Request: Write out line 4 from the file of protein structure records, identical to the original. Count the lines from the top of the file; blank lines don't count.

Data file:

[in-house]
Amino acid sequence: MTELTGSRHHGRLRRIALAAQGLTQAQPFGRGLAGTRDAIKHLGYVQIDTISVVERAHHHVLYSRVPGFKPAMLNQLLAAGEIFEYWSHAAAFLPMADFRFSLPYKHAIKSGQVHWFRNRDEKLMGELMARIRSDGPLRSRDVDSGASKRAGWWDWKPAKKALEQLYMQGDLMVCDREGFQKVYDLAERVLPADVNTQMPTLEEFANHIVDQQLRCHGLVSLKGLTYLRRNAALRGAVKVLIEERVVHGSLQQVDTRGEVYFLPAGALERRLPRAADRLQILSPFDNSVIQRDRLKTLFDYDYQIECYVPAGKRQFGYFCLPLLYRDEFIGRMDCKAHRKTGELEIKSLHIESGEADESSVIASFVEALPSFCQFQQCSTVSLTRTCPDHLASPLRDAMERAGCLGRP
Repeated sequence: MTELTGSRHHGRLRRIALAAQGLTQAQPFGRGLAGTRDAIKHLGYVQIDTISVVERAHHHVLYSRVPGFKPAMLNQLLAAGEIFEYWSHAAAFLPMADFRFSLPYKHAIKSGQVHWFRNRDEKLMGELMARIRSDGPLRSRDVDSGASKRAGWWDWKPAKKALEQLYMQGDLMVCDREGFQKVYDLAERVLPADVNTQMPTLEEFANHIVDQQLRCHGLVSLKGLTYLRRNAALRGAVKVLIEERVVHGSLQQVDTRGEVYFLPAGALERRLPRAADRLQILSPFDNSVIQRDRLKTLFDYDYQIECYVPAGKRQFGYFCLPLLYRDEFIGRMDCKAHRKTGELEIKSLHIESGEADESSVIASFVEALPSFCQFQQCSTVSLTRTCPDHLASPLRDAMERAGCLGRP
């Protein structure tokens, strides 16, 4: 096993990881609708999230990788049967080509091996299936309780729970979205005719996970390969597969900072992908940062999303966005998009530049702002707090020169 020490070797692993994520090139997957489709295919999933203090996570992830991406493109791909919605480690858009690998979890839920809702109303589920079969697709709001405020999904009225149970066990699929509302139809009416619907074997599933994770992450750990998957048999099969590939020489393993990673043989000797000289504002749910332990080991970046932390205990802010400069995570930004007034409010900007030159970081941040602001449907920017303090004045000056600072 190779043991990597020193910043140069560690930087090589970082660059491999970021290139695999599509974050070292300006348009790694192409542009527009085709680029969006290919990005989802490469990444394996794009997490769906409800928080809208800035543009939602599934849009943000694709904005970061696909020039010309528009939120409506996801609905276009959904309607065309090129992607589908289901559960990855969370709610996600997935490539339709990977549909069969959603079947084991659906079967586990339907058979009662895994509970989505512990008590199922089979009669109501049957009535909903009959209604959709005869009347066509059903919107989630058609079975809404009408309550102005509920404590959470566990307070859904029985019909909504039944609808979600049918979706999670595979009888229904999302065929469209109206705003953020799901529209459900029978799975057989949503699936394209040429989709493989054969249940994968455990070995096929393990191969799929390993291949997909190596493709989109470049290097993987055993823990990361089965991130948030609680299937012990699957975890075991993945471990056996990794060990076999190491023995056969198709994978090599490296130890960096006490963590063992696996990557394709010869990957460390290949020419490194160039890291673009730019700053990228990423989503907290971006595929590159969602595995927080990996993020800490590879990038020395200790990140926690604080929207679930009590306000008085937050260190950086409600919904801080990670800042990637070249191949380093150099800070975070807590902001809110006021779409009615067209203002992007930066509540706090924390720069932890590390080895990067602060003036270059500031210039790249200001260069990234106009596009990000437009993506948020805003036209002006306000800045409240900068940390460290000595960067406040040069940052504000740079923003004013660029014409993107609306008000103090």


């Protein structure tokens, strides 16, 4: 096993990881609708999230990788049967080509091996299936309780729970979205005719996970390969597969900072992908940062999303966005998009530049702002707090020169 020490070797692993994520090139997957489709295919999933203090996570992830991406493109791909919605480690858009690998979890839920809702109303589920079969697709709001405020999904009225149970066990699929509302139809009416619907074997599933994770992450750990998957048999099969590939020489393993990673043989000797000289504002749910332990080991970046932390205990802010400069995570930004007034409010900007030159970081941040602001449907920017303090004045000056600072 190779043991990597020193910043140069560690930087090589970082660059491999970021290139695999599509974050070292300006348009790694192409542009527009085709680029969006290919990005989802490469990444394996794009997490769906409800928080809208800035543009939602599934849009943000694709904005970061696909020039010309528009939120409506996801609905276009959904309607065309090129992607589908289901559960990855969370709610996600997935490539339709990977549909069969959603079947084991659906079967586990339907058979009662895994509970989505512990008590199922089979009669109501049957009535909903009959209604959709005869009347066509059903919107989630058609079975809404009408309550102005509920404590959470566990307070859904029985019909909504039944609808979600049918979706999670595979009888229904999302065929469209109206705003953020799901529209459900029978799975057989949503699936394209040429989709493989054969249940994968455990070995096929393990191969799929390993291949997909190596493709989109470049290097993987055993823990990361089965991130948030609680299937012990699957975890075991993945471990056996990794060990076999190491023995056969198709994978090599490296130890960096006490963590063992696996990557394709010869990957460390290949020419490194160039890291673009730019700053990228990423989503907290971006595929590159969602595995927080990996993020800490590879990038020395200790990140926690604080929207679930009590306000008085937050260190950086409600919904801080990670800042990637070249191949380093150099800070975070807590902001809110006021779409009615067209203002992007930066509540706090924390720069932890590390080895990067602060003036270059500031210039790249200001260069990234106009596009990000437009993506948020805003036209002006306000800045409240900068940390460290000595960067406040040069940052504000740079923003004013660029014409993107609306008000103090």